I wanted to watch something Irish for St. Patrick’s Day to go along with my Guinness bread, vegan Shepherd’s Pie, and cabbage so it was finally time to watch this thing.
My initial comment on the DVD is that the transfer is of poor quality. I have only seen two other DVD/blu-rays that were this bad and those were The Whole Wide World (the Robert E. Howard biopic) and Wall Street. We are so used to seeing dust and scratch free images now that it’s unusual to see a dirty transfer. But I will say it wasn’t as bad as those other two films and it didn’t impact the experience too badly. The sound was fine.
The story is about a psychopathic old tenant farmer played by Richard Harris and his mentally handicapped son played by a young Sean Bean. They live in squalor and are obsessed with a three acre piece of land that they have worked for a generation even though they do not own it. But the Harris character ‘Bull’ McCabe thinks he owns it because he’s worked it so long. Welcome to capitalism Mr. McCabe!
He says there is a difference between “The Law” which says the owner can sell it anytime she wants to and “The Law of the Land” which he says entitles him to the field because he dug so many rocks out of it over the years. So he already is clearly not on board the reality train. But the people of this rocky, barely habitable Irish fjord are nice people and when the field goes up for auction they will allow the crazy old man to be the single unopposed bidder. Until… in a direct contrast to the worn out downtrodden Irish in comes a smooth as silk Yank, played by Tom Berenger, who offers more than the old man could ever afford.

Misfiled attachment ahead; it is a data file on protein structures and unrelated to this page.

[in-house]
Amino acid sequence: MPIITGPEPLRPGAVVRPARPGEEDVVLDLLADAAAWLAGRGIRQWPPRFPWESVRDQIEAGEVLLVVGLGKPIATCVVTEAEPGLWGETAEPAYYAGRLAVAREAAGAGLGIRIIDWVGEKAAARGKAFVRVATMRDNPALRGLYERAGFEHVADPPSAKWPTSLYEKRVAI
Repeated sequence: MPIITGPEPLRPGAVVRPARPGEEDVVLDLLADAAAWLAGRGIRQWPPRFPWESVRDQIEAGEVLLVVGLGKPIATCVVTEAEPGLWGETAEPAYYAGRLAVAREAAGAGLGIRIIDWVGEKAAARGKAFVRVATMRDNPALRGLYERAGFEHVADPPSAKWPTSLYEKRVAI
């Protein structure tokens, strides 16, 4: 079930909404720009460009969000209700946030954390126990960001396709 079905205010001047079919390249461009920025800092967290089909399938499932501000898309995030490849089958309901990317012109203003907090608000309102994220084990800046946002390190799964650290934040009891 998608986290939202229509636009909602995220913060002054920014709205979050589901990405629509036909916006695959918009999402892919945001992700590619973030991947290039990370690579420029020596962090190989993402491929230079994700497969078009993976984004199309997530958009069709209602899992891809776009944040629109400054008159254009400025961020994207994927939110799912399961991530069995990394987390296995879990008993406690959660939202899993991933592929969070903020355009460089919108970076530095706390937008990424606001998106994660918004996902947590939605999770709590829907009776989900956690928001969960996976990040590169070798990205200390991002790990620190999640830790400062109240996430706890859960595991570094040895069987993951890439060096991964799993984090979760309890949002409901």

I don’t know if this was the filmmaker’s intent but I immediately sided with the Berenger character. Not only is he a smooth dresser who drives a cool car, but his family came from that town and he wants to build a dam on the land, a project that would create badly needed jobs and cheap electricity. Set in the ‘30s this town is still such a backwater that there are no electric lights in most of the homes. But Bull can’t have this, he must have HIS land so he murders Berenger in cold blood with his son’s help. Catholic guilt is a real thing and after getting scolded by the town priest, McCabe goes “super crazy” and then the real killing in earnest begins.
The photography, locations, music, and acting are all excellent. Harris especially carries the movie. However I kept wanting to see more of the civilized American. Berenger had to be one of the most handsome men in Hollywood at that time. He just stands out so sharply against the dirt poor and crazy Irish. John Hurt is even lower class than McCabe as a toothless barely understandable stooge. Everyone but the American and the priest is dirty, drunken, and poor. So very, very poor. So it’s not exactly a “fun” movie. Many animals are killed throughout and that was a turn off for my wife. I don’t know how they accomplished the animals dying, whether they used corpses or dummies, but hopefully they didn’t actually kill them just for the movie.
So it’s probably not the best St. Patty’s Day movie to watch but the acting is so good that I have to at least give it…
3 shamrocks outta 5